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yellowfin
12-19-2008, 1:35 AM
My wonderful wife and family got us a trip to a steelhead fishing clinic a little less than a month from today in northern CA. I'm so thrilled but very vaguely aware of what to expect. I've fished all my life and in a lot of places but this is completely new to me. So far I've gathered we need:

1. Fly rod and reel, obviously.
2. Tippets and leaders.
3. Waders
4. Sunglasses.
5. Change of clothes.
6. Backpack and dry bag.
7. Flies
8. Hemostats
9. landing net (?)
10. water and snacks
11. thermal underwear––It gets cold in cold water, I know that much.
12. rain gear

What else? We'll be guided for the first day or so then on our own thereafter. What kind of flies to bring? I don't think we'll need bug spray in January, right? I'm wanting to be as well prepared as possible.

Gnome
12-19-2008, 1:55 AM
She's a keeper, I'll tell you that much. Congrats. As far as what to take, it looks like you have the basics covered. If you're still concerned, just call the outfitters themselves, run your list by them, and they'll tell you what is needed/not needed.

The one thing you forgot was A Camera w/extra batteries.. If digital, take a disposable as a backup.

Have fun!

aplinker
12-19-2008, 1:45 PM
Congrats! Where are you going? Sac system or tributaries? Coastal river? Trinity?

Depending on which river, it can be EXTREMELY cold. I fished a week ago on the Trinity and the frost never melted on the shore. I'm NEVER cold and I was shivering after about 6 hours of being waist deep in it.

The biggest suggestion I have for you is to bring a GPS. You'll want it to mark spots you fish - especially if you float - so you can find them later by land.

Pay attention to where you fish. Steelhead water looks nothing like trout or salmon holes.

Depending on where you fish, techniques change. If you're going to be swinging flies, you might want sinking tip line.

Also, what rod(s) are you bringing and will they have extra equipment?

My wonderful wife and family got us a trip to a steelhead fishing clinic a little less than a month from today in northern CA. I'm so thrilled but very vaguely aware of what to expect. I've fished all my life and in a lot of places but this is completely new to me. So far I've gathered we need:

1. Fly rod and reel, obviously.
2. Tippets and leaders.
3. Waders
4. Sunglasses.
5. Change of clothes.
6. Backpack and dry bag.
7. Flies
8. Hemostats
9. landing net (?)
10. water and snacks
11. thermal underwear––It gets cold in cold water, I know that much.
12. rain gear

What else? We'll be guided for the first day or so then on our own thereafter. What kind of flies to bring? I don't think we'll need bug spray in January, right? I'm wanting to be as well prepared as possible.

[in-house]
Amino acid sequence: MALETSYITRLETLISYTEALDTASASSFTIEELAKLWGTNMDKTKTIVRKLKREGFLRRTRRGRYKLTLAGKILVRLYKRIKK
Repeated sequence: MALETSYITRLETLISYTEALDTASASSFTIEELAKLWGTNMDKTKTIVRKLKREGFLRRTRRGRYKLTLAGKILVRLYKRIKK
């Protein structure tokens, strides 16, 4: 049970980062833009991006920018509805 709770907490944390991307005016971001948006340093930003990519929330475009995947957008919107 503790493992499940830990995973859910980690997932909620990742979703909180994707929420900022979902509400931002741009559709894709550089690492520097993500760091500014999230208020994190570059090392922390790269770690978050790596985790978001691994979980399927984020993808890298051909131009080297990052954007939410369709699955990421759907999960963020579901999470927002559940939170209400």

yellowfin
12-20-2008, 2:23 AM
We'll be on the Trinity River, using 8 weight Temple Forks and Redingtons. The shop said floating lines, so that's what we'll use, as I don't currently own sinking tip lines but will if necessary. Have already been advised on cold water effect: I used to whitewater kayak in cold rivers in the winter, so I know that polypro longjohns are the way to go and will get some for the wife. Got some fly recommendations?

aplinker
12-20-2008, 4:12 AM
We'll be on the Trinity River, using 8 weight Temple Forks and Redingtons. The shop said floating lines, so that's what we'll use, as I don't currently own sinking tip lines but will if necessary. Have already been advised on cold water effect: I used to whitewater kayak in cold rivers in the winter, so I know that polypro longjohns are the way to go and will get some for the wife. Got some fly recommendations?

Sounds like you're pretty well prepped.

Trinity is all about nymphing - which I think is more fun that swinging. You're GTG with just the floater. The best fishing is in riffles and runs, so there's not as much water to "search" as some other rivers.

Trin steelhead aren't real picky. If they're on the bite they'll eat anything. Princes, copper johns, beaded hare's or bird's nest or APs or golden stones... Egg flies produce, too. Don't go too big on anything.

You're a bit oversticked with an 8 - I use a long 6 or 7wt. The extra length helps with the big roll casts and mending the line. You'll want to know how to feed LOTS of line - big drifts are the norm (70-90ft or more). Don't neglect the swing at the end, though. Seriously, this fishing is all about line control.

Yeah, definitely double up on your under wader insulation - especially for the wife.

yellowfin
12-21-2008, 12:42 AM
Not too big, eh? What sizes are appropriate? I can start tying stuff right away if it's hooks I have already. Weighted patterns I gather, right, or no? Long drifts no problem. How are the casting distances? I gotta get everything up to speed with me; got casting instructions from the Orvis guys as part of the package so that'll get her going good enough.